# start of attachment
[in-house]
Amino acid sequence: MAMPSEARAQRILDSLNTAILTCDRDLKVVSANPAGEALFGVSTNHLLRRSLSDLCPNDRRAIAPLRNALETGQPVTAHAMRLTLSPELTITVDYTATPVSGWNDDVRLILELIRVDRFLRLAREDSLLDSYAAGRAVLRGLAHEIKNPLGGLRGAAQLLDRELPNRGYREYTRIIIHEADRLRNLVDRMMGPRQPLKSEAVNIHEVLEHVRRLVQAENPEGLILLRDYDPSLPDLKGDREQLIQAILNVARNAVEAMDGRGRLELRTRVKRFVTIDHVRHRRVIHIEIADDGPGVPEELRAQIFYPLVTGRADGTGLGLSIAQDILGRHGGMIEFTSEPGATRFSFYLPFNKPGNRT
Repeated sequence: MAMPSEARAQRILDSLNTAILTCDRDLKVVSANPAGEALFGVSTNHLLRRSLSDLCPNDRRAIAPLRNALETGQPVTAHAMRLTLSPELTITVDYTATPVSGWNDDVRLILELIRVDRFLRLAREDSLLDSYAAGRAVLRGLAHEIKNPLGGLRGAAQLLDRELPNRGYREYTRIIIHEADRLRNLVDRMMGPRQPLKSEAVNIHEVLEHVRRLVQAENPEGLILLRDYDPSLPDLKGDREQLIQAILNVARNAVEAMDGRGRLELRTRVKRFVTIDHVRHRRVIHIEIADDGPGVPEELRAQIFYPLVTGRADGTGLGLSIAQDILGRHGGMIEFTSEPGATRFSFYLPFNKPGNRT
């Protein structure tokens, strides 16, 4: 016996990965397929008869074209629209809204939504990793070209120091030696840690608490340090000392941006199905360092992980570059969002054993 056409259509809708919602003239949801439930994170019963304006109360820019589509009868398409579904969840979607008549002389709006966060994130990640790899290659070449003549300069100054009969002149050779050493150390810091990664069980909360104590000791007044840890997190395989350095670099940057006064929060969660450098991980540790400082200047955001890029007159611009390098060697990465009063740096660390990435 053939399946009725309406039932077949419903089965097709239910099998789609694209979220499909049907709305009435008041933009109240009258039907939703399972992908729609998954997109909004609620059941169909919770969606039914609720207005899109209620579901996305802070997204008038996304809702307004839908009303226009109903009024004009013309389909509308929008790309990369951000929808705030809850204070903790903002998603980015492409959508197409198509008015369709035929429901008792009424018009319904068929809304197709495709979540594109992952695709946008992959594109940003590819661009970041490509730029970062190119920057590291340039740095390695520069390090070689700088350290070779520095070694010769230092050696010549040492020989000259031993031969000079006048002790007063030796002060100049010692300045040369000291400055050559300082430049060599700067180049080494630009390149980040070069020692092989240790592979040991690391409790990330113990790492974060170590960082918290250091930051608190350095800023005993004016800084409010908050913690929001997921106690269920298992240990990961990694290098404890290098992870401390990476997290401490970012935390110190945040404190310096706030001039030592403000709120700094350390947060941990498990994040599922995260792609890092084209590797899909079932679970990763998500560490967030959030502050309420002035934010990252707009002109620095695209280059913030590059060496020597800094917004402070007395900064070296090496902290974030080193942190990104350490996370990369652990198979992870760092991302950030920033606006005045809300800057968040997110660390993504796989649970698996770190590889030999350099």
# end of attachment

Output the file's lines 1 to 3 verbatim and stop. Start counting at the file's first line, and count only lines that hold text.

[in-house]
Amino acid sequence: MAMPSEARAQRILDSLNTAILTCDRDLKVVSANPAGEALFGVSTNHLLRRSLSDLCPNDRRAIAPLRNALETGQPVTAHAMRLTLSPELTITVDYTATPVSGWNDDVRLILELIRVDRFLRLAREDSLLDSYAAGRAVLRGLAHEIKNPLGGLRGAAQLLDRELPNRGYREYTRIIIHEADRLRNLVDRMMGPRQPLKSEAVNIHEVLEHVRRLVQAENPEGLILLRDYDPSLPDLKGDREQLIQAILNVARNAVEAMDGRGRLELRTRVKRFVTIDHVRHRRVIHIEIADDGPGVPEELRAQIFYPLVTGRADGTGLGLSIAQDILGRHGGMIEFTSEPGATRFSFYLPFNKPGNRT
Repeated sequence: MAMPSEARAQRILDSLNTAILTCDRDLKVVSANPAGEALFGVSTNHLLRRSLSDLCPNDRRAIAPLRNALETGQPVTAHAMRLTLSPELTITVDYTATPVSGWNDDVRLILELIRVDRFLRLAREDSLLDSYAAGRAVLRGLAHEIKNPLGGLRGAAQLLDRELPNRGYREYTRIIIHEADRLRNLVDRMMGPRQPLKSEAVNIHEVLEHVRRLVQAENPEGLILLRDYDPSLPDLKGDREQLIQAILNVARNAVEAMDGRGRLELRTRVKRFVTIDHVRHRRVIHIEIADDGPGVPEELRAQIFYPLVTGRADGTGLGLSIAQDILGRHGGMIEFTSEPGATRFSFYLPFNKPGNRT